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decs

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How would i calculate the shortest or longest day for a specific point on earth?

cheers.

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- Thread starter decs
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- #1

decs

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How would i calculate the shortest or longest day for a specific point on earth?

cheers.

- #2

Zurtex

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- #3

radou

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ever heard of www.google.com ?

- #4

decs

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Zurtex said:

i have absolutely no data about any of the prior. what i DO have is various cities locations and the amount of daylight they experienced on the 4th of July.

I should be able to extend these findings to make a generalisation about the hours of daylight for any latitude and longitude.

there should be a relationship that relates the day of the year, the hours of daylight, the latitude and the longitude.

- #5

Zurtex

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Yeah, I wouldn't imagine it's all that complex but you need to know a bit about ellipses and spheres.decs said:i have absolutely no data about any of the prior. what i DO have is various cities locations and the amount of daylight they experienced on the 4th of July.

I should be able to extend these findings to make a generalisation about the hours of daylight for any latitude and longitude.

there should be a relationship that relates the day of the year, the hours of daylight, the latitude and the longitude.

However by the sounds of it you don't really have the mathematical knowledge to construct a method to work out day light given the latitude and longitude and the date. There are calculators all over the web that will just give an output for you though, like the above poster says, you could just use Google.

- #6

decs

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12+(12/67)*latitude*cos(2pi.t)=hours of sunlight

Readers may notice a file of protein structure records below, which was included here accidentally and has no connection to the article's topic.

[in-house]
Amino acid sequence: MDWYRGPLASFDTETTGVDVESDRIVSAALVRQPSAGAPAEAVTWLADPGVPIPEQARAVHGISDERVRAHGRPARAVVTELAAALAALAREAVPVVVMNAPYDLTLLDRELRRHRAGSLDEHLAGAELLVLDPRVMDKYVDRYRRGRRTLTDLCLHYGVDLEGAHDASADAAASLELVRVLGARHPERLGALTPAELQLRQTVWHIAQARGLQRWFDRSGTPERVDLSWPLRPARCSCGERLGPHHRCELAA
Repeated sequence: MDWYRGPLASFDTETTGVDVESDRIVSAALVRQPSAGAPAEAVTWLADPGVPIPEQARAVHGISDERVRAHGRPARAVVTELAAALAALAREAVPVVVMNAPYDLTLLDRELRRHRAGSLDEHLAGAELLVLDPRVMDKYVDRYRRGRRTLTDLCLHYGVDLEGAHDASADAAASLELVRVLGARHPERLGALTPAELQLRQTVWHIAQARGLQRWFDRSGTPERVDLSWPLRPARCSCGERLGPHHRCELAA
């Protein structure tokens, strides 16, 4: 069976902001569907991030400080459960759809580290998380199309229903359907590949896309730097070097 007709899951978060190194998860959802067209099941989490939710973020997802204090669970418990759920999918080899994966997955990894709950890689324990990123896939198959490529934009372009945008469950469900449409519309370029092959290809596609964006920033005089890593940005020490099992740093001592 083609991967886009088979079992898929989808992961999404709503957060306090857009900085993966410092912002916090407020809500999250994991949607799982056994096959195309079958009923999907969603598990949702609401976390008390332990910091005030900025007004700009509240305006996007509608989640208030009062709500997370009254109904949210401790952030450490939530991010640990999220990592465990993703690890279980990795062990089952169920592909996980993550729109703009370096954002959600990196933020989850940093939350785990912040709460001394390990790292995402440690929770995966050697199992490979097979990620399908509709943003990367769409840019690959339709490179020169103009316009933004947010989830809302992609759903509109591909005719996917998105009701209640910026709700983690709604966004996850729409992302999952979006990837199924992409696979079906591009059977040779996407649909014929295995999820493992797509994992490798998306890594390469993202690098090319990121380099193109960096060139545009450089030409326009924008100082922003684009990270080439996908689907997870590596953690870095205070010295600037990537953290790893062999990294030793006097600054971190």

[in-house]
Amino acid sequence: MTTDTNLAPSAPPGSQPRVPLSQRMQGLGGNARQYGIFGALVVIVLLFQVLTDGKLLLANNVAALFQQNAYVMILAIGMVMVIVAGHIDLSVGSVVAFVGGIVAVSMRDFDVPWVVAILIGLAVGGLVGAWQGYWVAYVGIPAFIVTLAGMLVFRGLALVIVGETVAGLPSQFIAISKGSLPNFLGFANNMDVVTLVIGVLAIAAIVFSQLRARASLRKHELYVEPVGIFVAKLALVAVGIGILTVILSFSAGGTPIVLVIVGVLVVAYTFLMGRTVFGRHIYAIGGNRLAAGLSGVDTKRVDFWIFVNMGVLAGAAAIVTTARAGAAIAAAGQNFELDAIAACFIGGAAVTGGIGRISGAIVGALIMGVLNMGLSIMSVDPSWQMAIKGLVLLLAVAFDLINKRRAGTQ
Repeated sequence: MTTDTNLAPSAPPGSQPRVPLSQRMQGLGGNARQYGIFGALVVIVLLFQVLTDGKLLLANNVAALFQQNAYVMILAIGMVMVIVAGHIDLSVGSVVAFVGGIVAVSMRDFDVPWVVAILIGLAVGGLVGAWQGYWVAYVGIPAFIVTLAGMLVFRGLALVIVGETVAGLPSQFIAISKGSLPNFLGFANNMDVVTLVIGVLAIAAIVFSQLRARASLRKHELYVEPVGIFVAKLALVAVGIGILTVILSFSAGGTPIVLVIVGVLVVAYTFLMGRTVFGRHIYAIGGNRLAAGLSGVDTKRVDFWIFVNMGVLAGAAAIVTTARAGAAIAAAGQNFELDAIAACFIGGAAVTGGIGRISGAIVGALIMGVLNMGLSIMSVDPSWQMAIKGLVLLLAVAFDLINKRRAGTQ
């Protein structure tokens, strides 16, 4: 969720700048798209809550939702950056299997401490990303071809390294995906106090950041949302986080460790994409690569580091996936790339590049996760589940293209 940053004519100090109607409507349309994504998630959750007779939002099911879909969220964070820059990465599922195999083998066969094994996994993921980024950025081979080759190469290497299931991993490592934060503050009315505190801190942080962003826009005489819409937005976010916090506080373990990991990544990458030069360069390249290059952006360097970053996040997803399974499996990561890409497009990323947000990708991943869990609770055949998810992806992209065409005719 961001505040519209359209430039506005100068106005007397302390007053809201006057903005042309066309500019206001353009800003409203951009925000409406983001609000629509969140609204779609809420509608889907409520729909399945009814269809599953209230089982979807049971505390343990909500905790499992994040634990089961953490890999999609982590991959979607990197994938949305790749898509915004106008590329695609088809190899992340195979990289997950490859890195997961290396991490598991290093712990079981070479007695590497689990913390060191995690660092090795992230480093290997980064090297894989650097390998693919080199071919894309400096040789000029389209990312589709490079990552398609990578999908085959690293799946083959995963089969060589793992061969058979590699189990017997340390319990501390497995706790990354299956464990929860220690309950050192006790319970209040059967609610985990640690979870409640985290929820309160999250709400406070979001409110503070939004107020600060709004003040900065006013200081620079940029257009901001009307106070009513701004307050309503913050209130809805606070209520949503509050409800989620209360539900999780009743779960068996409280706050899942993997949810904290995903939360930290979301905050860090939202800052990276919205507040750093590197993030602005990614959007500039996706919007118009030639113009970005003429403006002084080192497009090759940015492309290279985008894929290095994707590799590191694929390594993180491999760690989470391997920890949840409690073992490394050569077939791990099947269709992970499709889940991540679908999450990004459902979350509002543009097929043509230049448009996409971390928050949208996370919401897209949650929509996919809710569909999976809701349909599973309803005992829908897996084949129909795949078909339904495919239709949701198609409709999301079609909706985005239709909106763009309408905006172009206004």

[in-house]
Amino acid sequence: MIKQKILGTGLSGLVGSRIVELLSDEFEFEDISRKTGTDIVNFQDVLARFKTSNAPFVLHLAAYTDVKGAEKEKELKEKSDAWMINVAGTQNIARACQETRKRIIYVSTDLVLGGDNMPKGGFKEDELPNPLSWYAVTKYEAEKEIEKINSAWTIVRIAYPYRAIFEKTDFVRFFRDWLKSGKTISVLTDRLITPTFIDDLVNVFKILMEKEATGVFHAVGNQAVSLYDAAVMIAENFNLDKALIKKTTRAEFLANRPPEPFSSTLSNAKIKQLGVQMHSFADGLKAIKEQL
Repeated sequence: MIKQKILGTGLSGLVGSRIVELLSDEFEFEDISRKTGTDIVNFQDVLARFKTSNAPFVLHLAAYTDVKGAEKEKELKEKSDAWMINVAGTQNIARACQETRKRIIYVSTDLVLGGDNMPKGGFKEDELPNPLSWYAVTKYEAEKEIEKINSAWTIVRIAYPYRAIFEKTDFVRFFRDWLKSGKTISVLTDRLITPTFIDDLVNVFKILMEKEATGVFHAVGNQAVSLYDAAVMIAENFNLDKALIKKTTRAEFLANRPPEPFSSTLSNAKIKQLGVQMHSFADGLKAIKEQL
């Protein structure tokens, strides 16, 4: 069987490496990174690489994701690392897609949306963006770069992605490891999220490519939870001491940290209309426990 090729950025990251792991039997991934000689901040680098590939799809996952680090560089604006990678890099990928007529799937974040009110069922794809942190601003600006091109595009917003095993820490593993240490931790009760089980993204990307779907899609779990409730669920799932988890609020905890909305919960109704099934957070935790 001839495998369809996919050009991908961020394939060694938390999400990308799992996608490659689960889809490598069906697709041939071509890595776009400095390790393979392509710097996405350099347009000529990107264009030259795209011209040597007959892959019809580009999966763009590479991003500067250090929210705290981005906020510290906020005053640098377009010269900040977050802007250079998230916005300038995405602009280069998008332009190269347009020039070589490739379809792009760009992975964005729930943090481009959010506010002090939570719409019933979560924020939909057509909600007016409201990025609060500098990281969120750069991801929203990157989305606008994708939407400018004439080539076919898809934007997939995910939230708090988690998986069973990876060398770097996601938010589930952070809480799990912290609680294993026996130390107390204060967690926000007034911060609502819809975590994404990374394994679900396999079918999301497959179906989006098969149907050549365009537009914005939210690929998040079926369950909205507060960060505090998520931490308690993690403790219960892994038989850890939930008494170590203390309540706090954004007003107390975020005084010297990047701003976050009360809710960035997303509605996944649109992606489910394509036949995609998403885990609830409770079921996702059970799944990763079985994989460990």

where t=days/365

its ALMOST right ppl...

- #7

Zurtex

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May I ask how you derived that? I may be able to help you.decs said:

12+(12/67)*latitude*cos(2pi.t)=hours of sunlight

where t=days/365

its ALMOST right ppl...

Edit: Oh and it clearly isn't right as it wouldn't work for extreme places like such as the north and south poles where there can be daylight for days.

I speant about 5 minuites attempting to draw out a model to caclulate it when I realized quite a lot of data. Anyway here is something I found while looking it up: http://www.spsu.edu/math/stinger/101-115/109.htm

I have a feeling that is a bit simplified but I think it might do you nicely.

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- #8

uart

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I remembering figuring this one out years ago when I was a student. I'm not sure if the equation I got was exact, but I think it was pretty close. The formula I arrived at was

**daylight_hours = 12 ( 1 + 2/Pi arcsin( tan(tilt) tan(lat) sin(2 Pi * n / 365.25) ) )**

Where,

**tilt** = Constant of 0.4093 radians (23.45 degrees)

**lat** = Latitude of location on Earth.

**n** = Number of days elapsed since the northern hemishpere spring equinox.

Notes.

1. I've used radian throughout, just change each literal occurance of "Pi" to 180 if you want to use degrees throughout.

2. The equation should apply without modification to both northern and southern hemispheres provided that southern latitudes are entered as negative.

Where,

Notes.

1. I've used radian throughout, just change each literal occurance of "Pi" to 180 if you want to use degrees throughout.

2. The equation should apply without modification to both northern and southern hemispheres provided that southern latitudes are entered as negative.

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